United States: Racism alive and well in Virginia election

November 8, 2021
India Walton, Buffalo mayoral candidate. Photo: indiawalton.com

One of the most closely watched elections in the United States on November 2 was the gubernatorial race in Virginia.

President Joe Biden defeated former president Donald Trump by a margin of 10 percentage points in Virginia last year. There was a large turnout for Biden among African Americans and youth.

In this year’s election, Republican and wealthy private equity executive, Glenn Youngkin — who had never run for political office before — defeated incumbent Democratic governor Terry McAuliffe by 2 percentage points, a shift of 12 points from last year.

McAuliffe also comes from a business background, but is not as wealthy as Youngkin — electoral politics in the US is bourgeois politics, as there is no mass workers party of any type.

Youngkin won by emphasising the Republican Party’s open racism, in a campaign for “parents’ rights” against the teaching in schools of the country’s long history of systematic, institutional, racist oppression of Blacks. The “parents’ rights” banner also includes right-wing opposition to COVID-19 vaccine and mask mandates, and transgender rights in schools.

“There will be no teaching of critical race theory in Virginia!” Youngkin thundered.

Critical race theory (CRT) is the study of the social roots of racial oppression and is largely taught in colleges and universities. But to white racists who make up the Republican base, it is code for any opposition, in theory, politics or action, to the systematic oppression of Black people. This was brought to the surface by the Black Lives Matter (BLM) demonstrations in 2020.

Reports are that the Republican base was motivated and enthusiastic for Youngkin, while support for McAuliffe among Blacks and progressive youth waned compared to Biden’s support in 2020, with less votes from among those groups.

The reasons why are obvious: McAuliffe never took on Youngkin’s attack on CRT or advocacy of “parents’ rights”.

Nationally, the Democrats have failed to pass the voting rights bill in Congress — named after civil rights leader John Lewis — meant to counter laws in many Republican states that sharply restrict the rights of Black people to vote.

Biden and the establishment Democrats have barely mentioned the John Lewis bill, let alone launched a campaign to win public support for it.

There is also paralysis within the Democratic Party concerning the passing of budget provisions in Congress to help Blacks, Latinos and all workers suffering from the COVID-19 recession — even if inadequate and being progressively watered down.

After the election, in addition to the ban on CRT, Youngkin announced that budgets for police would be increased.

He also announced he will defend “qualified immunity” for police, which prohibits Blacks and others taking legal action against police for violence, killings and racial harassment.

The BLM actions in 2020 demanded the defunding of the police and the removal of all laws and practices — not just qualified immunity — that block serious police accountability for crimes that no ordinary citizen could get away with.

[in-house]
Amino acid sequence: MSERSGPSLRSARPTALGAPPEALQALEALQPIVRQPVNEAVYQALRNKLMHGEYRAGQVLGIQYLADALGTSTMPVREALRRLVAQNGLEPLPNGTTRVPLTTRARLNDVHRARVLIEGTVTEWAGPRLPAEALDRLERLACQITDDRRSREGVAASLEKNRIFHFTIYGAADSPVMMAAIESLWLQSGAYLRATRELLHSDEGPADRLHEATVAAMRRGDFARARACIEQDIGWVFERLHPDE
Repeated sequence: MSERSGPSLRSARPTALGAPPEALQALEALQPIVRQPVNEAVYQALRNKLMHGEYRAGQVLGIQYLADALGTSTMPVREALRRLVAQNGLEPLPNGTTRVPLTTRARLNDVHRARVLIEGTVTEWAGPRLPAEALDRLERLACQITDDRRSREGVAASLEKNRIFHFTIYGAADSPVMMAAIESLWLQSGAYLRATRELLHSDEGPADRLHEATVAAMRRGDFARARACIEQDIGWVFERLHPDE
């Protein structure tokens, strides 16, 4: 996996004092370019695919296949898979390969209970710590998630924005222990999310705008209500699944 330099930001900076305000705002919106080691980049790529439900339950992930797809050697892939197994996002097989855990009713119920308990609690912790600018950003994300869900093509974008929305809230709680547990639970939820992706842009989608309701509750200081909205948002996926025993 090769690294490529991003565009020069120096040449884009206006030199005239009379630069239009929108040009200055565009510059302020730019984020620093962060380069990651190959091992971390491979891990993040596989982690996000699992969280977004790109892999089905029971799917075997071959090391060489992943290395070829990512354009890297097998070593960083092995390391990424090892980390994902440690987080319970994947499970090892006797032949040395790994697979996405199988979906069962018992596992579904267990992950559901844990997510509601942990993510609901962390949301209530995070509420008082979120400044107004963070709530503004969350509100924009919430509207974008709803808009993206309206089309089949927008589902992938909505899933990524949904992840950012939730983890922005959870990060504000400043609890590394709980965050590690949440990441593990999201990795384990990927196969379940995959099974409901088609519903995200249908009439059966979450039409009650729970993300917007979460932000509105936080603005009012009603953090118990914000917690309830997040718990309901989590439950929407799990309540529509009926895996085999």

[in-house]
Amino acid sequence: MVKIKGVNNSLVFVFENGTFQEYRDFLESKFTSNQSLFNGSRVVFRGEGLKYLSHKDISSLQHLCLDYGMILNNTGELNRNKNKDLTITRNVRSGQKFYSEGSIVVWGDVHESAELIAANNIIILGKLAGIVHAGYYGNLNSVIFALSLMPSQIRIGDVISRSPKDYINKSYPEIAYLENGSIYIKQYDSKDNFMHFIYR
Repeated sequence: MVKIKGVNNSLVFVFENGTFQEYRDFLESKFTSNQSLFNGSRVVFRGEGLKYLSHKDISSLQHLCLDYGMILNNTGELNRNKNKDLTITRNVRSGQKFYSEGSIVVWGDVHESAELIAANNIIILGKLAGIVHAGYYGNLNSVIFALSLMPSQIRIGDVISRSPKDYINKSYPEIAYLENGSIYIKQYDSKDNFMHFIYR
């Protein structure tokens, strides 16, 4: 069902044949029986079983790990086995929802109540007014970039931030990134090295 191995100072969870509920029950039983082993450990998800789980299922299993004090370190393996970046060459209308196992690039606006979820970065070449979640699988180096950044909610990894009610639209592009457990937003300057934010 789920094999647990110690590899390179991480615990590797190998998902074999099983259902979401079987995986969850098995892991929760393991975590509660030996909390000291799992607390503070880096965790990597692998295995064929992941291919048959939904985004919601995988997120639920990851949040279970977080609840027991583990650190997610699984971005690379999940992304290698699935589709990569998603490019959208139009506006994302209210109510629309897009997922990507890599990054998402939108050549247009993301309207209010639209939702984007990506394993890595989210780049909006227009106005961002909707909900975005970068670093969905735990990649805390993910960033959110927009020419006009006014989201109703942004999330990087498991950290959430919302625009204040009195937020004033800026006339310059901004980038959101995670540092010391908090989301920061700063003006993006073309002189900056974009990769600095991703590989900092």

But the Democratic Party establishment has increasingly opposed the demands of the 2020 demonstrations, instead joining the cry that “crime is on the rise” and “we need more cops”.

A case in point was a ballot measure in Minneapolis, Minnesota — the city where George Floyd was murdered by cops — that would create a new Department of Public Safety. This new department would include the police, but make some reforms, such as not having the police deal with people with mental illness. It would be run by the City Council, providing civilian oversight of police.

It was no surprise that the city and state Democratic establishment, including Minneapolis Mayor Jacob Frey, Minnesota Governor Tim Waltz, and senators Amy Klobuchar and Tina Smith, opposed the measure.

There were only two Democratic officials who supported it — both Black — US Representative Ilhan Omar and state Attorney General Keith Ellison.

The measure was defeated.

There were some elections on November 2 where Democrats won mayoral races. However, these were generally establishment Democrats.

One exception was progressive Democrat, Chinese-American Michelle Wu, who was the first woman and first person of colour to become Mayor of Boston, Massachusetts.

In Buffalo, New York, the official Democratic candidate was India Walton, a Black woman and self-described democratic socialist. Walton won the primary, defeating incumbent mayor Byron Brown — the city’s first African American mayor.

Having lost the primary, Brown was still determined to run, and launched a campaign against Walton within the Democrats. As a result, the state Democratic Party and Democratic Governor Kathy Hochul refused to endorse Walton, leaving her campaign with little funding.

Brown received more than $1.5 million for his campaign, which he used to flood the media, attacking Walton.

He won the election

It is beyond this article to explain why socialists supporting the Democratic Party or running on its tickets is a dead end. It has been tried many times in the past eight decades, “weighed in the balance and found wanting” (to quote the Bible).

However, it is clear that the current Democratic Party is not the answer to the racist and authoritarian Trump-controlled Republicans.

Only actions, including in the streets, against the manifestations of exploitation and oppression of capitalism can be the start of building toward a mass party of working people, African Americans, women and other oppressed people, which can defeat both parties of capitalism and imperialism.

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